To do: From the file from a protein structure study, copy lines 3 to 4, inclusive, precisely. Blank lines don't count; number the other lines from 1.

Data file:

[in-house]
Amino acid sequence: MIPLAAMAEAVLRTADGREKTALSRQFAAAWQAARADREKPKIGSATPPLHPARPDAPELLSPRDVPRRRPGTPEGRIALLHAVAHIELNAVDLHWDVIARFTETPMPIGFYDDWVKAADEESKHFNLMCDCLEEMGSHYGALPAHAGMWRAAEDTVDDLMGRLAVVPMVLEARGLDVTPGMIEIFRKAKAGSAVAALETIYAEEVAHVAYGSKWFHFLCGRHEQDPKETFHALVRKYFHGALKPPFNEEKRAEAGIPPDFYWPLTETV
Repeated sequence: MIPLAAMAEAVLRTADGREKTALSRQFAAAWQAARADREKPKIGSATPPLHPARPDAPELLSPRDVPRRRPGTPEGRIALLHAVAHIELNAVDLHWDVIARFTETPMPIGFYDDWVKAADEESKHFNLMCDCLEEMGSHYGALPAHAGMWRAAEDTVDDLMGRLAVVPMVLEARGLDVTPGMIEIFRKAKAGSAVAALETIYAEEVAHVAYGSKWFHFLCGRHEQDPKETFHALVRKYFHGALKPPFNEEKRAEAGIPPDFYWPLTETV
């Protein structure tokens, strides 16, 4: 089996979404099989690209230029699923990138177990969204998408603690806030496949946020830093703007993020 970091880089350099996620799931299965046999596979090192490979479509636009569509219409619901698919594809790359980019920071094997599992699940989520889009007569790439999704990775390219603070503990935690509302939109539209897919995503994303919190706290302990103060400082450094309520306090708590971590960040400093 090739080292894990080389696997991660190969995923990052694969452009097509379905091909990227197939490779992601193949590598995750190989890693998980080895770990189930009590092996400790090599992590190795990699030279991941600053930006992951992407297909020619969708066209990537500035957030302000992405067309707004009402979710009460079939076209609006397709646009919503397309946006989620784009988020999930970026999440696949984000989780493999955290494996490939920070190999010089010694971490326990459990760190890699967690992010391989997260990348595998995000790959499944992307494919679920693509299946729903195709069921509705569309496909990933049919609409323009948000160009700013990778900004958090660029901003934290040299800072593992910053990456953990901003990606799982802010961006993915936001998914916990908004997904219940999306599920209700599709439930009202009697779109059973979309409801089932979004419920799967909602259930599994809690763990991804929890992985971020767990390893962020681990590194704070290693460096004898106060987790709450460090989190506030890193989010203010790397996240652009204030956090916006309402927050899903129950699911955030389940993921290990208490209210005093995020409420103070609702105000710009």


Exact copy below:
Repeated sequence: MIPLAAMAEAVLRTADGREKTALSRQFAAAWQAARADREKPKIGSATPPLHPARPDAPELLSPRDVPRRRPGTPEGRIALLHAVAHIELNAVDLHWDVIARFTETPMPIGFYDDWVKAADEESKHFNLMCDCLEEMGSHYGALPAHAGMWRAAEDTVDDLMGRLAVVPMVLEARGLDVTPGMIEIFRKAKAGSAVAALETIYAEEVAHVAYGSKWFHFLCGRHEQDPKETFHALVRKYFHGALKPPFNEEKRAEAGIPPDFYWPLTETV
């Protein structure tokens, strides 16, 4: 089996979404099989690209230029699923990138177990969204998408603690806030496949946020830093703007993020 970091880089350099996620799931299965046999596979090192490979479509636009569509219409619901698919594809790359980019920071094997599992699940989520889009007569790439999704990775390219603070503990935690509302939109539209897919995503994303919190706290302990103060400082450094309520306090708590971590960040400093 090739080292894990080389696997991660190969995923990052694969452009097509379905091909990227197939490779992601193949590598995750190989890693998980080895770990189930009590092996400790090599992590190795990699030279991941600053930006992951992407297909020619969708066209990537500035957030302000992405067309707004009402979710009460079939076209609006397709646009919503397309946006989620784009988020999930970026999440696949984000989780493999955290494996490939920070190999010089010694971490326990459990760190890699967690992010391989997260990348595998995000790959499944992307494919679920693509299946729903195709069921509705569309496909990933049919609409323009948000160009700013990778900004958090660029901003934290040299800072593992910053990456953990901003990606799982802010961006993915936001998914916990908004997904219940999306599920209700599709439930009202009697779109059973979309409801089932979004419920799967909602259930599994809690763990991804929890992985971020767990390893962020681990590194704070290693460096004898106060987790709450460090989190506030890193989010203010790397996240652009204030956090916006309402927050899903129950699911955030389940993921290990208490209210005093995020409420103070609702105000710009």